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Syracuse lawmakers pass sidewalk snow removal plan

Tom Magnarelli
WRVO News File Photo

Updated at 10:30 a.m. Friday

Syracuse Common Councilors passed a Walsh Administration proposal today to clear snow from sidewalks in targeted high trafficked areas in Syracuse. The vote was 6-1. Councilor Joe Carni voted against it, saying while he is in support of the idea of the city removing snow from sidewalks, he said the lack of a general liability policy could leave the city vulnerable. 

Original Story

Syracuse has been looking for a way to deal with sidewalks clogged with snow for years. The latest plan creates a pilot program that hires an outside vendor to clear about 40 miles of heavily trafficked sidewalks. It’s taken a while to get going. After a last minute deal in December, the contractor, B and T Landscaping, backed out of negotiations.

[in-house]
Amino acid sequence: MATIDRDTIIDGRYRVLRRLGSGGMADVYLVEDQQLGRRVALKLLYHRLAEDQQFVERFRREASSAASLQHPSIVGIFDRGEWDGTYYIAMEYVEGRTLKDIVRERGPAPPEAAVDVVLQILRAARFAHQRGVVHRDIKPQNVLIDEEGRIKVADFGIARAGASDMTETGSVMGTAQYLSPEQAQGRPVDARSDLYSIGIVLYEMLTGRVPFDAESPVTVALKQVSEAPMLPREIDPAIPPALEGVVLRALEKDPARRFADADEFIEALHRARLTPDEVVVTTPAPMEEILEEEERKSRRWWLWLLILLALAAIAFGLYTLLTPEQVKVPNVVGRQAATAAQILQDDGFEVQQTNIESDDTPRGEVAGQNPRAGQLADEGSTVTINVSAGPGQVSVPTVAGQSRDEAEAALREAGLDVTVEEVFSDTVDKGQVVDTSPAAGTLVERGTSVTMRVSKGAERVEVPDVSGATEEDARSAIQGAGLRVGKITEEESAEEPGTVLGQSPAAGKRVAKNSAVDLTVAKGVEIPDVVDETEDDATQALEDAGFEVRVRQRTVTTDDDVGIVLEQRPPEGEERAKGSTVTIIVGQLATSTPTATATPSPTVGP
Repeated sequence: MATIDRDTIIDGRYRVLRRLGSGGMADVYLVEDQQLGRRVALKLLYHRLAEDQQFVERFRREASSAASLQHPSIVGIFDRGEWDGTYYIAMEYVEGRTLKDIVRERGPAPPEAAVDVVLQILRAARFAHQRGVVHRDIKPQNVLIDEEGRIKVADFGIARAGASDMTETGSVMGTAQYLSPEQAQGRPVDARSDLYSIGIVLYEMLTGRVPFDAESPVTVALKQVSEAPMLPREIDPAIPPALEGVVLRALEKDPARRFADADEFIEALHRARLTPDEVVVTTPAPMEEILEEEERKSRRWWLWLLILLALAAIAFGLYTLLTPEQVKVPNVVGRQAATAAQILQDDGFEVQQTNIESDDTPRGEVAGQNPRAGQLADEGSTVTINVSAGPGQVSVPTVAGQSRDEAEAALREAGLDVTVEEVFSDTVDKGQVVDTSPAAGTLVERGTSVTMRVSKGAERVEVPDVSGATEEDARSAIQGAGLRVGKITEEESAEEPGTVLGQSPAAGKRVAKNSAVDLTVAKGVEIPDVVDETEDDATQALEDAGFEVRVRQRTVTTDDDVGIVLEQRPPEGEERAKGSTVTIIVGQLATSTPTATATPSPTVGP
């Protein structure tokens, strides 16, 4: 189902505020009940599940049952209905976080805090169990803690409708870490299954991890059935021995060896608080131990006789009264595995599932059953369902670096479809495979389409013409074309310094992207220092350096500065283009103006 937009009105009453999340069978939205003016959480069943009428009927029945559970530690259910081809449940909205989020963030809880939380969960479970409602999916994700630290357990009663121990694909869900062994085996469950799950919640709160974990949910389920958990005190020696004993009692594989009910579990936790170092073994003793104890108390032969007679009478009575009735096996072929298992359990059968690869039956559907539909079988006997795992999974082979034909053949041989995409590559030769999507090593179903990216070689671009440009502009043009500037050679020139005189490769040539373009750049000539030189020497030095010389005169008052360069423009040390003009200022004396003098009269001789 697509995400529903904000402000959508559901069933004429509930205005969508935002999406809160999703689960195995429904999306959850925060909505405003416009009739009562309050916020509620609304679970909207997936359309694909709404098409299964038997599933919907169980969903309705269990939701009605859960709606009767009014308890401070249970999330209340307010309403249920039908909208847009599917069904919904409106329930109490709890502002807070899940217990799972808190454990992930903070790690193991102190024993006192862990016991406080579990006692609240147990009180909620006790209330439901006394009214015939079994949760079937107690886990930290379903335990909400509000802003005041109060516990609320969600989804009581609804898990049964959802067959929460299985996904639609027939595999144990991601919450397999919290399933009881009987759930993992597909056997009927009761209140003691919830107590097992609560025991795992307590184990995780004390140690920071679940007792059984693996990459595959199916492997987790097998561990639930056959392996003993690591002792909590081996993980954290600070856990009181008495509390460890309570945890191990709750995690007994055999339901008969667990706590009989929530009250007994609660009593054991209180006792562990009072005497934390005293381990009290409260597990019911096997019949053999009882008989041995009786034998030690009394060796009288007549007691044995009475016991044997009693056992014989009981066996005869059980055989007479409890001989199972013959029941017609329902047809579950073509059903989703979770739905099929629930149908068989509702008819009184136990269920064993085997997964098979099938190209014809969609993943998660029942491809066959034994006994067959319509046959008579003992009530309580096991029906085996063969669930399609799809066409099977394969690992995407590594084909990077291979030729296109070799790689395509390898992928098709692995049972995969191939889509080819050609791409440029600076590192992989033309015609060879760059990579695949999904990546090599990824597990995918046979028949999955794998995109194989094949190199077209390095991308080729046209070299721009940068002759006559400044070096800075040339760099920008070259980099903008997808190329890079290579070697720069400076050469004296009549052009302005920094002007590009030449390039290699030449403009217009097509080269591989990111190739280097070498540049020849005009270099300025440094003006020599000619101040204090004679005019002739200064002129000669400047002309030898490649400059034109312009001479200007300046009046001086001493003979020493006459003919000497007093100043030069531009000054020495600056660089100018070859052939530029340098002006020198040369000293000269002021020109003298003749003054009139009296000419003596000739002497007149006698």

The city now has an agreement with a snow removal company called JSK Snow Services. Common Councilor Michael Greene said he’ll support the deal, and expects things will be easier going forward.  

"I think going through this process this year, we’re going to learn some things," Greene said. "And we’re going to learn to do it better. Because I think that’s the ultimate goal. We want to make sure that over the long term, we have a sustainable plan to make the city walkable.”

The company will use sidewalk plows after three inches of snow has fallen, in specific city quadrants.  Syracuse's Director of Initiatives Greg Loh said plowing could begin February 1. Loh emphasized this is a supplemental plowing program.

"We do want the message for people to take away that all of us as property owners maintain responsibility for clearing sidewalks in front of our properties, and we will even if the supplemental pilot is built upon in the future," Loh said. "That’s the way it is handled in other cities, and Syracuse will follow that model.”

Ellen produces news reports and features related to events that occur in the greater Syracuse area and throughout Onondaga County. Her reports are heard regularly in regional updates in Morning Edition and All Things Considered.